GOODYEAR, Ariz. -- Reds reliever Nick Masset, who missed the 2012 season with a shoulder injury, isn't living or working by timetables, nor expectations of where he should be in his comeback process.
Masset is just throwing. As long as he feels good, he'll keep throwing. Currently, he is long-tossing at distances of up to 130 feet between 80-100 times every other day. In between, he's playing catch at shorter distances. So far, so good.
"Pretty much, I'm trying to build up arm strength overall," Masset said on Friday. "I've been able to throw, for the most part, pain free. It's been really good and promising so far. It's exciting to have that feeling come back. It can be a little discouraging at times. The first month or two were a little shaky. I had my good days and bad days."
Injured during Spring Training last year, Masset and the Reds' medical unit hoped rest rehabilitation would help avoid surgery. While players recovering from elbow surgeries, namely Tommy John ligament replacement, often return within a year as good as new, shoulder procedures are less predictable with fewer guarantees of success.
With all other avenues exhausted, Masset had arthroscopic surgery to repair to the torn anterior capsule in his shoulder on Sept. 7. Rehabilitation took four months, and he started a three-month throwing program in January.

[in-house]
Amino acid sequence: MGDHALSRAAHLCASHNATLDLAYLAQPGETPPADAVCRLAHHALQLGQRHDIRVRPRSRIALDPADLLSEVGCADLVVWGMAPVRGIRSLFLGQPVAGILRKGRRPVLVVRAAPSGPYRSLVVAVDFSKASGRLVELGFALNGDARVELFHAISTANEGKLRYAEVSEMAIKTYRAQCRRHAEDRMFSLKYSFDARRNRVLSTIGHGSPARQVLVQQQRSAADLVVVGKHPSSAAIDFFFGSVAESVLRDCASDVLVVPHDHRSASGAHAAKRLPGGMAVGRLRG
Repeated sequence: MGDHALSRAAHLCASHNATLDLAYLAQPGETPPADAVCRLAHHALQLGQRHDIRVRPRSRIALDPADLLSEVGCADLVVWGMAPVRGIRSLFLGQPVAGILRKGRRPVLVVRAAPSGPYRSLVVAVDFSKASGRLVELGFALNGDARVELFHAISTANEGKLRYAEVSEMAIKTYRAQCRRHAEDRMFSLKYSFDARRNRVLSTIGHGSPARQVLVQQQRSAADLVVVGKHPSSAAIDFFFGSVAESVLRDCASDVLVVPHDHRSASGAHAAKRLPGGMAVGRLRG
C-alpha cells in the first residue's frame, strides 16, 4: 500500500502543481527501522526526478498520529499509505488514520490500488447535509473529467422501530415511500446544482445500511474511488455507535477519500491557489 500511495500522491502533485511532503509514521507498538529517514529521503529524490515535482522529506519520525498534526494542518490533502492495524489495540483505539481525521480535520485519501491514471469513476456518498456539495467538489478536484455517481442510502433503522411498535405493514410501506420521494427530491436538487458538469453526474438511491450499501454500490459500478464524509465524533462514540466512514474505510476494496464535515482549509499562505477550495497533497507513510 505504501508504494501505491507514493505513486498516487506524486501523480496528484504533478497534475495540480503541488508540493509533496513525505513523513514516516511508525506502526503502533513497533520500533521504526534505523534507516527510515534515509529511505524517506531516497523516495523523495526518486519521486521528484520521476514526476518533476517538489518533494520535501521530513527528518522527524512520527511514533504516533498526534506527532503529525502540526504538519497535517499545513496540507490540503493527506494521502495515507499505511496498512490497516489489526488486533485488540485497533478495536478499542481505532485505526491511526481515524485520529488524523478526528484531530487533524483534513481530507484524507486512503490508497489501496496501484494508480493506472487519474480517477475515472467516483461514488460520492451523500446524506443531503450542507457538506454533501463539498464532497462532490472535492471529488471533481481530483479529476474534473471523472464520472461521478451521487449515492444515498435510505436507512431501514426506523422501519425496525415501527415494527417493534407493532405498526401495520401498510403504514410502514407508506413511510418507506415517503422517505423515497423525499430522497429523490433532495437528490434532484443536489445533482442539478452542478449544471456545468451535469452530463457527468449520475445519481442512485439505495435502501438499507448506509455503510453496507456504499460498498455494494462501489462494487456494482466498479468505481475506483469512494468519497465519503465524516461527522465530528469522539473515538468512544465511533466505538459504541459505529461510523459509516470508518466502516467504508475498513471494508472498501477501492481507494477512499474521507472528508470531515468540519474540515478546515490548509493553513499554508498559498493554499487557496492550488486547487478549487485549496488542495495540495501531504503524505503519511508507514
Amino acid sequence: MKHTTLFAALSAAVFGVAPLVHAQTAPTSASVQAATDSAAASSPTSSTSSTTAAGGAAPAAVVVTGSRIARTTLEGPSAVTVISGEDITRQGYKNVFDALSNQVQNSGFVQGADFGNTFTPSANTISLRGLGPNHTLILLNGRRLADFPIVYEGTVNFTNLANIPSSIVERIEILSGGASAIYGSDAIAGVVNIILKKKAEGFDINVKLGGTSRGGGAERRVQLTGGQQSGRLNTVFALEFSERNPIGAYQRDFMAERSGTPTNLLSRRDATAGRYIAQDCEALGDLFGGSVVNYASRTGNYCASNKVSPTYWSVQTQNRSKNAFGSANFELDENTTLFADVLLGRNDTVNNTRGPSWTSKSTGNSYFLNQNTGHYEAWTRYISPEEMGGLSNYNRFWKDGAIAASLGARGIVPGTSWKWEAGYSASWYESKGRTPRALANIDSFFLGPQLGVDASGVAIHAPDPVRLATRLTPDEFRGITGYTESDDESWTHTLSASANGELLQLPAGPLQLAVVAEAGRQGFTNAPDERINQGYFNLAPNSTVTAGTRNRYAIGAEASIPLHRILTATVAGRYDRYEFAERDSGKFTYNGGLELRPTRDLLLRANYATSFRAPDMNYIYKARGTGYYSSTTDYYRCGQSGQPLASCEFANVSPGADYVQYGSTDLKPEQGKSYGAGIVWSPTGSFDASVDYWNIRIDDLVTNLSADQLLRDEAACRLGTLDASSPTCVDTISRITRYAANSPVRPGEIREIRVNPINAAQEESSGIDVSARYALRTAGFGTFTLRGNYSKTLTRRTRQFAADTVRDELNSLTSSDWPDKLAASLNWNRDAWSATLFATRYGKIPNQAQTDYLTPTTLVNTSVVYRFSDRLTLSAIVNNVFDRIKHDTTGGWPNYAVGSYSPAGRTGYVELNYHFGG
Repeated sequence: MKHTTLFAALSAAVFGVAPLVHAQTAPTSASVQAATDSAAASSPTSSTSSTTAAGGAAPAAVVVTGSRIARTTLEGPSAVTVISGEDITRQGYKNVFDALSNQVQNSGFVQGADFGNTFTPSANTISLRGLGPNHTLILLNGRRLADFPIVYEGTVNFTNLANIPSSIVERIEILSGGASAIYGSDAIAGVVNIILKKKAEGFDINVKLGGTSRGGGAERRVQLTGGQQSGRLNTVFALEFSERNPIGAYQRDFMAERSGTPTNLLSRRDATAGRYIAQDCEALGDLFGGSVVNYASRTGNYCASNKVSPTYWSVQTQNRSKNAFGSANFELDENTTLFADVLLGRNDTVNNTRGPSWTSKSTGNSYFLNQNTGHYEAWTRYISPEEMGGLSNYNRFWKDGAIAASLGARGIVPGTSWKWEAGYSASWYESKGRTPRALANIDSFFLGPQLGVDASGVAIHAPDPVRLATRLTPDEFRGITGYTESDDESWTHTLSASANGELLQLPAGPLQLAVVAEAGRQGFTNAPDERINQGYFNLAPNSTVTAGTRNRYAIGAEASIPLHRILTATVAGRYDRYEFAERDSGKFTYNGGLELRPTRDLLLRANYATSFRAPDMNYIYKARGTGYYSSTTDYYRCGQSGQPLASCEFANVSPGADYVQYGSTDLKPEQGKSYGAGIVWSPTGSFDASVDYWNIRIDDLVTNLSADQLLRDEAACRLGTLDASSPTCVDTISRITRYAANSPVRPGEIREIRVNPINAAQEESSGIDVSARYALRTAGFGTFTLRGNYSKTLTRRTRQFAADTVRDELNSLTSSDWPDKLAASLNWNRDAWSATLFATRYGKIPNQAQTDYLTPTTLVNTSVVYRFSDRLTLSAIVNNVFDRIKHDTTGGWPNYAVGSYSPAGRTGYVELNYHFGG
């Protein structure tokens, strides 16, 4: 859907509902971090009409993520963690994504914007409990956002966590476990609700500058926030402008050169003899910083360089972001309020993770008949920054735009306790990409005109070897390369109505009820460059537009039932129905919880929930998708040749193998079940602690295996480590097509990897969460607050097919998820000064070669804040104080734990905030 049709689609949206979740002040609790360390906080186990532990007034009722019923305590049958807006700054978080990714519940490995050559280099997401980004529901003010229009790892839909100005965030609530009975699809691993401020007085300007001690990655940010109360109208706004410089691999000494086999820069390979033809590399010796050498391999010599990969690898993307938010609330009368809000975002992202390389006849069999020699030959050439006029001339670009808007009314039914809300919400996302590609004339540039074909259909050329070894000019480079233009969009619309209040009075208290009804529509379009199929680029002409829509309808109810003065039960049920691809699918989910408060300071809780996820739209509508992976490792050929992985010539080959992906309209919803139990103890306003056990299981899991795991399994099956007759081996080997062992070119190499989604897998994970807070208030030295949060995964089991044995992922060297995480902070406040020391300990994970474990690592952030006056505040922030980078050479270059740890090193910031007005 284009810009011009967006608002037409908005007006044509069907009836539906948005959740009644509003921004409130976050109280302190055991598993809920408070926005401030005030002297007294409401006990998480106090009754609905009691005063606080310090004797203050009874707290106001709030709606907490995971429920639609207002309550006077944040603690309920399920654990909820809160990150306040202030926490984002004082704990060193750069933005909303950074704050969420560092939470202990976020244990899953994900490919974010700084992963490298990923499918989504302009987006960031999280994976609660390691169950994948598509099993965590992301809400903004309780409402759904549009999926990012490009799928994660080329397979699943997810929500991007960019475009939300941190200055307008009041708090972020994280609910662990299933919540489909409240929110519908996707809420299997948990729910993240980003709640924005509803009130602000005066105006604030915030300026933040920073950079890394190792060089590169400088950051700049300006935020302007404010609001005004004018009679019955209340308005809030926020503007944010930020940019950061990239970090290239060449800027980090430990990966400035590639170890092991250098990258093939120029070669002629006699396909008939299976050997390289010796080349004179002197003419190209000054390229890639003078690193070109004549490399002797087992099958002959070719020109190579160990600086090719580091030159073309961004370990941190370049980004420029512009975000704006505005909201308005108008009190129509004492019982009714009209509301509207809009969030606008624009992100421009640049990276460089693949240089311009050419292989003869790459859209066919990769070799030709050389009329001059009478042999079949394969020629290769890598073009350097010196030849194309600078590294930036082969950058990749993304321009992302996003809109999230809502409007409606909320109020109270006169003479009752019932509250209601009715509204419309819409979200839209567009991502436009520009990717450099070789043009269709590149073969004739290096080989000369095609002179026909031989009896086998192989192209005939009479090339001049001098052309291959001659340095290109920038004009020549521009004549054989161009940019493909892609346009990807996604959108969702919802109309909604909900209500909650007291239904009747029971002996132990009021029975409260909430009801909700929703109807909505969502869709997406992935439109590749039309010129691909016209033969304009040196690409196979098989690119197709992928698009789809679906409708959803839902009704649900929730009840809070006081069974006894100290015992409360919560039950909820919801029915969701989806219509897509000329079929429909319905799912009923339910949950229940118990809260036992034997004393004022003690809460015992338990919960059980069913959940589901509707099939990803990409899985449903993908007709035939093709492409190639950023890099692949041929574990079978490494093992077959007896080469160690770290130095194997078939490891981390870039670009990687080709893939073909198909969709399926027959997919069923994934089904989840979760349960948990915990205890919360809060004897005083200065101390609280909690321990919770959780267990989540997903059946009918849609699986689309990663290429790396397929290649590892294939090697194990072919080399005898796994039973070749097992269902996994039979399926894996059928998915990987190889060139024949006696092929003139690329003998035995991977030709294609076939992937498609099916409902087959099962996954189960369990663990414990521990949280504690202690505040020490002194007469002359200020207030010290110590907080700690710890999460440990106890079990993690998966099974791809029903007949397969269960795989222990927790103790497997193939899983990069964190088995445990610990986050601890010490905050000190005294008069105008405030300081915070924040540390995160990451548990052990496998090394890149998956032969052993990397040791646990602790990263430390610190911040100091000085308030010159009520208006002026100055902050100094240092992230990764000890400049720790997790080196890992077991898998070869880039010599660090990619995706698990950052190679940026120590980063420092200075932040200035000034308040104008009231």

"I think we're in a good position to keep excelling," Masset said. "[I'm] getting stronger, and hopefully there are no issues, so I keep getting better and better."
It's unclear when Masset, who tied for the Major League lead with 231 appearances from 2009-11, will be able to pitch competitively again. A date has not been set for working off of the mound, but it could be coming sooner than later.
"No set dates, exactly. It's so hard to say," Masset said. "I ask them and they say 'let's take it one day at a time.' We're working off of how I feel each day."
Mark Sheldon is a reporter for MLB.com. Read his blog, Mark My Word, and follow him on Twitter @m_sheldon. This story was not subject to the approval of Major League Baseball or its clubs.